Odd Guns: The M50 Reising Submachinegun

Alex C.
by Alex C.

Ah the Reising. If you are like me and constantly check NFA classifieds like Sturmgewehr and Subguns, then you definitely know that the price of the Reising is perhaps its most alluring feature. Deemed a “poor man’s Thompson” by most, the Reising is known but to a few gun enthusiasts and small arms aficionados for a multitude of reasons, albeit the gun is known above all else for one thing: sucking.

When the United States Marines fought the Japanese on the island of Guadalcanal, some were armed with M50 Reisings, and the gun entered service because it was available and could be produced quickly and cheaply ($50 compared to $200 for a Thompson) and the gun was very light for its day. The M50 is also reasonably accurate which can be attributed to its closed bolt operation (closed bolt submachineguns were a rarity until their proliferation in the 1970s and 80s). I tried to do some research, but I could not find a closed bolt SMG that predated the M50 Reising, but I hope a reader posts an earlier design below.

Reisings were issued with 12 or 20 round box magazines and had a high cyclic rate for what they are. The bolt actually locks unlike a blowback SMG too, allowing for a lighter yet faster firing gun. The U.S. Marines adopted the M50 in 1940 and most were issued to officers and NCOs (the M1 Carbine not yet available).

The Reising got its first taste of combat when 11,000 men from the 1st Marine Division landed on Guadalcanal. M50s and the folding stock equipped M55s saw action with Marine Raiders and paratroopers but legend has it that the Reising’s action was so unreliable in the sand and mud, that Lieutenant Colonel Merritt A. Edson (Commander, 1st Marine Raider Battalion) ordered that Reisings be tossed into one of Guadalcanal’s many rivers and had his troops instead use bolt-action Springfield 1903 rifles.The Reising’s complexity and sensitivity made it a popular choice for law enforcement however, who would not be putting them through the harsh conditions of Guadalcanal. As a result, H&R sold many to PDs and other law enforcement agencies across the country:

I think Phil is glad he had an MP5 instead! Very true Alex!-Phil

Knowing full well that this firearm has not earned a great reputation, I found a deal on one that was in the “too good to pass up” price range, where even if the gun kind of worked I would be happy.

I set out with my friends CJ and Patrick to see what this little guy could do. Unfortunately I only have aftermarket mags, but I do have a 20 rounder on order which I hope helps reliability. The following happened as we donated some lead to a nearby dirt pile:

So yeah that was a pretty rough shooting session, but I at least hope you enjoyed our banter and the 5% of the time where it actually worked!

The gun performed pretty poorly and I would have thrown it into a river as well if I could have gotten my hands on a nice, old fashioned Springfield 1903 but there are some redeeming qualities the gun has.

After a visit to the local machine gun testing area, we went to a local range to shoot some pistols and sight in some stuff. I decided to see if the Reising was at least accurate and set up a target at about 30 yards.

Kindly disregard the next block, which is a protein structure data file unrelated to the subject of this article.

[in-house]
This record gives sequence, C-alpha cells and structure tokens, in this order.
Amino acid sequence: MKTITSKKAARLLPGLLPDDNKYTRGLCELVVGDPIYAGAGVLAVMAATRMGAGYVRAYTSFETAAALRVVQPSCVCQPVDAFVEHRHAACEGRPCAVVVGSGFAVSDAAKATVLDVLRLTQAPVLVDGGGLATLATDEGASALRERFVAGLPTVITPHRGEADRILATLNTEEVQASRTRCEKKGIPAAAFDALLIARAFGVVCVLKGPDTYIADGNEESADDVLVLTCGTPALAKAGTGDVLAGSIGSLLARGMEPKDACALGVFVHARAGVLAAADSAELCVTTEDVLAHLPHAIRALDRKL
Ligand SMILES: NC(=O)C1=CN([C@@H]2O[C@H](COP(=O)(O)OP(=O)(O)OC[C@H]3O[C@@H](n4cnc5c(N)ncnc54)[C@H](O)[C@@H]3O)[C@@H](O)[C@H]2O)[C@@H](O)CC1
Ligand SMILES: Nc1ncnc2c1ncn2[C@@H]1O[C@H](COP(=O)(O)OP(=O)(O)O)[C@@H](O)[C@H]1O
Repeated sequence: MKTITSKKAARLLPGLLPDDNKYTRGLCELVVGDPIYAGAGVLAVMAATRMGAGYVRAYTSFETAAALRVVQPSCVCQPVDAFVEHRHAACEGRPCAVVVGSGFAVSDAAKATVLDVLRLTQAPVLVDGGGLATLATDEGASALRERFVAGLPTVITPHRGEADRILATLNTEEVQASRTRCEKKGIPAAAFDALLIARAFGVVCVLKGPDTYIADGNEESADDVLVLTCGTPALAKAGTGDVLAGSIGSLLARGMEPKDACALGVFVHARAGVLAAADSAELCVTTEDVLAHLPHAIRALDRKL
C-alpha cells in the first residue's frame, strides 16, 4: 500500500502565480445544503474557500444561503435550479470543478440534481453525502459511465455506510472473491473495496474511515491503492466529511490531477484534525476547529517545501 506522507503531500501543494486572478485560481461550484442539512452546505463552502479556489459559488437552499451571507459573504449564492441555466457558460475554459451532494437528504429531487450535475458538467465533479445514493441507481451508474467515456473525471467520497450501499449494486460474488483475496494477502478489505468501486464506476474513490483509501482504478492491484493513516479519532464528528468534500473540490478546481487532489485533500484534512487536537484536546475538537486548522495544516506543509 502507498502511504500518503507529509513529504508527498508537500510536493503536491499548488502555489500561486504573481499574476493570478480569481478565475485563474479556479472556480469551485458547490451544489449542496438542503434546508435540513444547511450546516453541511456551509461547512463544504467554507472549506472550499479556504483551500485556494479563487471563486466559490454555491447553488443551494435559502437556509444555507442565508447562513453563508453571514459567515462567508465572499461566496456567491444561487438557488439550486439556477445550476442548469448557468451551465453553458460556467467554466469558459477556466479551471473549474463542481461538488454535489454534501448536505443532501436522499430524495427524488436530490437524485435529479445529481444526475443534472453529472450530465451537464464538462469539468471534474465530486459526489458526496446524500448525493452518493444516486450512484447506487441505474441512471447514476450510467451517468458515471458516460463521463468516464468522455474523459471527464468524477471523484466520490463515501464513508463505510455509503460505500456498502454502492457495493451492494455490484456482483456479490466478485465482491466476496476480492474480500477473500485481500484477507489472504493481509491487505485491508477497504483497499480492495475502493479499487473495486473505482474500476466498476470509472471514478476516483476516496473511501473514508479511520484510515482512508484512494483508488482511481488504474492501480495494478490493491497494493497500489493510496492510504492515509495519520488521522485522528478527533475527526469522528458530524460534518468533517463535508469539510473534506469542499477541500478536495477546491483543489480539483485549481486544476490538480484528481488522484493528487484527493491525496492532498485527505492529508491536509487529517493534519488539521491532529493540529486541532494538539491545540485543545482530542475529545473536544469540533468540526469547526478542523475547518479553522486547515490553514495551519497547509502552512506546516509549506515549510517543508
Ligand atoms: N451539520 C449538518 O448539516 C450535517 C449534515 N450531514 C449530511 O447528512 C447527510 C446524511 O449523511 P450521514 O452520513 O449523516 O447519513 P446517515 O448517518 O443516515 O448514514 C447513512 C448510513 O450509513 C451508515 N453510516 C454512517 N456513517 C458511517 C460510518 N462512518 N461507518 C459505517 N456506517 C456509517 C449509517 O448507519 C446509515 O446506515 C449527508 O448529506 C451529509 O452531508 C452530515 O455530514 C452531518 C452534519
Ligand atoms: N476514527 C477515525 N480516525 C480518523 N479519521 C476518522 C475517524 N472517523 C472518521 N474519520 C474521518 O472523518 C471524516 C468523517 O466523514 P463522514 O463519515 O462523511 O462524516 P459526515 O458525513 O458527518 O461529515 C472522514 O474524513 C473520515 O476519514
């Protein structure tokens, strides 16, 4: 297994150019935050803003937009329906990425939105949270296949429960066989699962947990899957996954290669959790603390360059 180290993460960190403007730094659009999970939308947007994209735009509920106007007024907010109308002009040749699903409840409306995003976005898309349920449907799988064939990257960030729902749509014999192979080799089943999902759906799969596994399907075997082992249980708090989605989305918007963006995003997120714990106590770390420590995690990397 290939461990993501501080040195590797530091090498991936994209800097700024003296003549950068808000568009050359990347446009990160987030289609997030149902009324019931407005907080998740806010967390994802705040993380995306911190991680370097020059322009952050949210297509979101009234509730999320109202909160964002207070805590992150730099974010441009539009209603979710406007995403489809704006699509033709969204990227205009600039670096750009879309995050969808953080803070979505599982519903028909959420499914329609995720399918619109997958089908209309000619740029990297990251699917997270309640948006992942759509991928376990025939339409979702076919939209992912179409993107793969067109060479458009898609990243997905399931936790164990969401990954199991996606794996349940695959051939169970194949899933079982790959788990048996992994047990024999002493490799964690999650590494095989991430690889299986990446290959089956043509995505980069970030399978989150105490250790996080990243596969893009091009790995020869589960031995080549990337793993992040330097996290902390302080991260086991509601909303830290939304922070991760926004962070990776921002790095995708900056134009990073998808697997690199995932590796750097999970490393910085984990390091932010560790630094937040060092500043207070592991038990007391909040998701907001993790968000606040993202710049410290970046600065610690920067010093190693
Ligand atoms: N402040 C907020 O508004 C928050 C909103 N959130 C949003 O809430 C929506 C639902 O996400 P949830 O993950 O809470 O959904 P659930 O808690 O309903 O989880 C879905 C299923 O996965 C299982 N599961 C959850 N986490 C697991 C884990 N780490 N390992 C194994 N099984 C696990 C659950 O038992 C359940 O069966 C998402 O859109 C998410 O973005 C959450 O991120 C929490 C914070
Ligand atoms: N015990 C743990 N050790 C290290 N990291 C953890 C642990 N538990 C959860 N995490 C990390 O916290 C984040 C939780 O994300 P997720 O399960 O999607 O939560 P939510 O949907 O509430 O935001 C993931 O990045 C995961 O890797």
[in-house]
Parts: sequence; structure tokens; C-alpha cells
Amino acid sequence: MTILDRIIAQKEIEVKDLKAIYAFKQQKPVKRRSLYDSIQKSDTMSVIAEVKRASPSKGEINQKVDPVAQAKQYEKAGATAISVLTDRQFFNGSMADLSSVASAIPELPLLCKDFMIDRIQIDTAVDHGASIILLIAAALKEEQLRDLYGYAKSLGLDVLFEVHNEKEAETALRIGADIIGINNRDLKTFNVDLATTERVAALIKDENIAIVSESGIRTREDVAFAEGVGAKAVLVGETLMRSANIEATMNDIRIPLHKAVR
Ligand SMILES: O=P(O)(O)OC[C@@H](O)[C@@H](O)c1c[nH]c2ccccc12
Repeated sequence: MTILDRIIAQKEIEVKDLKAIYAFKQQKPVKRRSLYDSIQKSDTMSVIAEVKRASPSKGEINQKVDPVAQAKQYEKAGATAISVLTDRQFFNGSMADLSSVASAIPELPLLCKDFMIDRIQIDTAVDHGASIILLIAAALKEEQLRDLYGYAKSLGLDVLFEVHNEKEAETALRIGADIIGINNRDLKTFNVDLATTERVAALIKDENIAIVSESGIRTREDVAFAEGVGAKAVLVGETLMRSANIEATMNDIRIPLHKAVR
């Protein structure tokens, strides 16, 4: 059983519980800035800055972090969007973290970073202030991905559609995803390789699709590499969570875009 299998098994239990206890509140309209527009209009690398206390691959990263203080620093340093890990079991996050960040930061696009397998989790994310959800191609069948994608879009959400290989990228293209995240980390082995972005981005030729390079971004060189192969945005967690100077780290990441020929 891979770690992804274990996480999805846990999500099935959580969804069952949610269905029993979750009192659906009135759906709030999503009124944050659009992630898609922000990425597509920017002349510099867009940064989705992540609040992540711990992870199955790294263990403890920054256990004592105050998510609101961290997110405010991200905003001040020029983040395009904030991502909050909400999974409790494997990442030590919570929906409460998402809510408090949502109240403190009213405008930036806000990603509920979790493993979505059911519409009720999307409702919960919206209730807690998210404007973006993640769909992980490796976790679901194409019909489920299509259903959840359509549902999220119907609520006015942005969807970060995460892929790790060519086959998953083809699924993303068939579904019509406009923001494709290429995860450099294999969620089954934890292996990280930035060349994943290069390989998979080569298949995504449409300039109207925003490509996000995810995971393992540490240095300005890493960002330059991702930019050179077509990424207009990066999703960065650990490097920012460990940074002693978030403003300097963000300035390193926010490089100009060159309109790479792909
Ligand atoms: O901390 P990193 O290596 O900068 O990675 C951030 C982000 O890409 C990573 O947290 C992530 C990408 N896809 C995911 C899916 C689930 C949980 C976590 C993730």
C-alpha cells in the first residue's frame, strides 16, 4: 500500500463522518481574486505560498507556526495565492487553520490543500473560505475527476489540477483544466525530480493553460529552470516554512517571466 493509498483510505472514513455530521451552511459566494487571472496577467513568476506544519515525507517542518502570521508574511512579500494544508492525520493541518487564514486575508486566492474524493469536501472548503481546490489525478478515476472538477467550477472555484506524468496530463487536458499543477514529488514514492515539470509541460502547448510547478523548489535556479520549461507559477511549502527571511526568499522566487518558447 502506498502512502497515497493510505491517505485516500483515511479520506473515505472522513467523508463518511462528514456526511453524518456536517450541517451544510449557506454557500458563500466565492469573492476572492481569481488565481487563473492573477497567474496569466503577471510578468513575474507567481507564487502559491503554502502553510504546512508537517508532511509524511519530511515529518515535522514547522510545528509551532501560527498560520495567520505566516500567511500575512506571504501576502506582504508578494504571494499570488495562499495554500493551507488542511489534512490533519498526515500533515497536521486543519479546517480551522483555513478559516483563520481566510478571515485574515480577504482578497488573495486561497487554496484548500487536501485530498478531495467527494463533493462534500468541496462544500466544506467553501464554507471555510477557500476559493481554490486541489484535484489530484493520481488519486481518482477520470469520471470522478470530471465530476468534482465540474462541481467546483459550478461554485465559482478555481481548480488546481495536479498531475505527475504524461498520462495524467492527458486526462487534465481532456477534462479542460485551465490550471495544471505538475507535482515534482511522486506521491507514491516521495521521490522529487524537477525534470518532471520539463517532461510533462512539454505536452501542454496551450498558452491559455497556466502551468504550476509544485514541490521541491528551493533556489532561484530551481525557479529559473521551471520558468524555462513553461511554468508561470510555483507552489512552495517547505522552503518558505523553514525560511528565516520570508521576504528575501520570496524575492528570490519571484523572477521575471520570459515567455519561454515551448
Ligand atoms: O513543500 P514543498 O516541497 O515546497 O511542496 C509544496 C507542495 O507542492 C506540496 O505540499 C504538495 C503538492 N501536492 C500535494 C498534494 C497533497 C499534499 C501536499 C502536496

In semi the gun works well and my groups were good:

Sights are not bad on the rifle, but adjusting them is a bit odd:

It is also worth noting that the recoil is lower than you would think for a lightweight .45acp long gun. Not KRISS Vector light mind you, but as light as the much heavier Thompson.

A rare sight: An M50 Reising working.

All of our groups ended up being about the same, and I would deem this acceptable for any SMG from that time period:

So what are my final thoughts?

The Good:

  • Cheap
  • Easy to charge (handle under the stock)
  • Very pointable gun with a great length of pull and familiar handling characteristics (points like a 10/22)
  • Great cyclic rate
  • Accurate
  • Light

The Bad:

  • Magazine changes are very hard (that sucker is in there and the tab is hard to push/pull)
  • The trigger is really bad, being both heavy and creepy
  • Compensator susceptible to breakage

The Ugly:

  • Less reliable than a boosted Wankel engine
  • Field stripping takes a long time and there are parts to lose. Also, and this is in the manual, you are supposed to use the striker spring to retain the action spring!:
  • There are directional pins that can only be inserted and removed one way
  • Mags are very expensive ($100 and up)

So the Reising is overlooked for a few very good reasons as I have experienced first hand. Now I know that there are plenty out there that run 100% and the owners are happy with them, but I would say that the M50 was a poor military firearm to begin with by nature of the design. Small, easily lost parts, tight tolerances, and finicky magazines all contributed to this odd little gun being a mere footnote in history.

Thank you for reading the third installment of the “Odd Guns” series. Stay tuned for more!

Alex C.
Alex C.

Alex is a Senior Writer for The Firearm Blog and Director of TFBTV.

More by Alex C.

Join the conversation
2 of 60 comments
  • John John on Sep 19, 2014

    The bolt mechanism is AMAZING! Cycling the bolt while holding the rifle with both hands! That is an awesome idea! Who else does that??? It would nicer if it worked...

  • Anon. E Maus Anon. E Maus on Sep 24, 2014

    Well I'll say.
    I heard the Reising didn't have interchangeable parts for a lot of them, to speed up production, and it did seem to actually run a little bit better when oiled.

    Consider taking it apart and look at all the moving parts for any burrs or rough areas, and try and polish those up, alternatively also see if you can replace a spring or two. The aftermarket mag is also probably a contributor, so that should be considered.
    I have seen video of these things running reliably, so it's by no means impossible.